1. We always win, eventually.
          It won’t be pretty.

  8. “Governments are out of money not because of the recession, but because they spent too much during good times on stuff that didn’t improve the quality of services.”

    I blame all the racists in the Tea Party.

    1. Not just racists. Nazis.

  9. Apparently, the Dept. of Water & Power has a $1,000,000,000 (yes, billion) “reserve fund” that they are unwilling to tap to cover the $73M dollar payment. And they also do not have a budget yet for next year, but they assume they will need the money from the disputed rate increase in any event.

    1. Thank God, way to go DWP!

      Bring those damn government union employees to their knees.

    2. That money is for the annual barbecue.

      1. Sending my resume. I NEED to attend that shindig!

  10. Won’t someone think of the trolley inspectors?

    1. I think of them a lot.

  11. It can’t be repeated enough: Governments are out of money not because of the recession, but because they spent too much during good times on stuff that didn’t improve the quality of services.

    So they don’t spend too much during bad times?

  12. “an electricity rate increase … was necessary to cover … the mayor’s renewable energy agenda”

    The mind boggles.

    1. Paging Chad! Paging Chad!

      I thought we could all get renewable energy for free!

      1. They are. You’re paying for it.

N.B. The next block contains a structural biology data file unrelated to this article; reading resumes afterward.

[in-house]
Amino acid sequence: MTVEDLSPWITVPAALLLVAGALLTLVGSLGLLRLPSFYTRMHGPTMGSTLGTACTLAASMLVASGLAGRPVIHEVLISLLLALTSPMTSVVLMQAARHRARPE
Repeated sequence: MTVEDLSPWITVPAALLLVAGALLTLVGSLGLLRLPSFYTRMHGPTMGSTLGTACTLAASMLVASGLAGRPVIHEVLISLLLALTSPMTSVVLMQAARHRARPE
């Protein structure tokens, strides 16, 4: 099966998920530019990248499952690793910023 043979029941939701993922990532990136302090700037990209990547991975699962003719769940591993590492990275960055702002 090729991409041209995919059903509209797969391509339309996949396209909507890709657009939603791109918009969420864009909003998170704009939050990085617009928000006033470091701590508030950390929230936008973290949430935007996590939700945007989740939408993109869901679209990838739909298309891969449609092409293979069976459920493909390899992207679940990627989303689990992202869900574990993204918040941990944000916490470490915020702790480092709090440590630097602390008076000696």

13. You libertards are always calling for deregulation, and look what happened. The unions got what they wanted, and now everyone is broke. It’s a failure of the private sector not to say no.

  14. Governments are out of money not because of the recession, but because they spent too much during good times on stuff that didn’t improve the quality of services.

    Quality of services provided is irrelevant. Even if they were super-duper-fan-freakin-tastic the problem is still spending.

  15. Villaraigosa blamed the action on the council’s rejection of an electricity rate increase, which DWP officials said was necessary to cover the DWP’s fluctuating fossil fuel costs and the mayor’s renewable energy agenda.

    Stop right there…

  16. What an appropriate day for this story, since Moody’s has just downgraded L.A.’s credit rating from to Aa3 from Aa2.

    1. I can’t believe its that high.

  17. Maybe the city of Los Angeles can get Liberal Hollywood to foot the city bill. They seem to have plenty of money…we can start with Michael Moore, James Cameron, Demi Moore…you all get the picuture.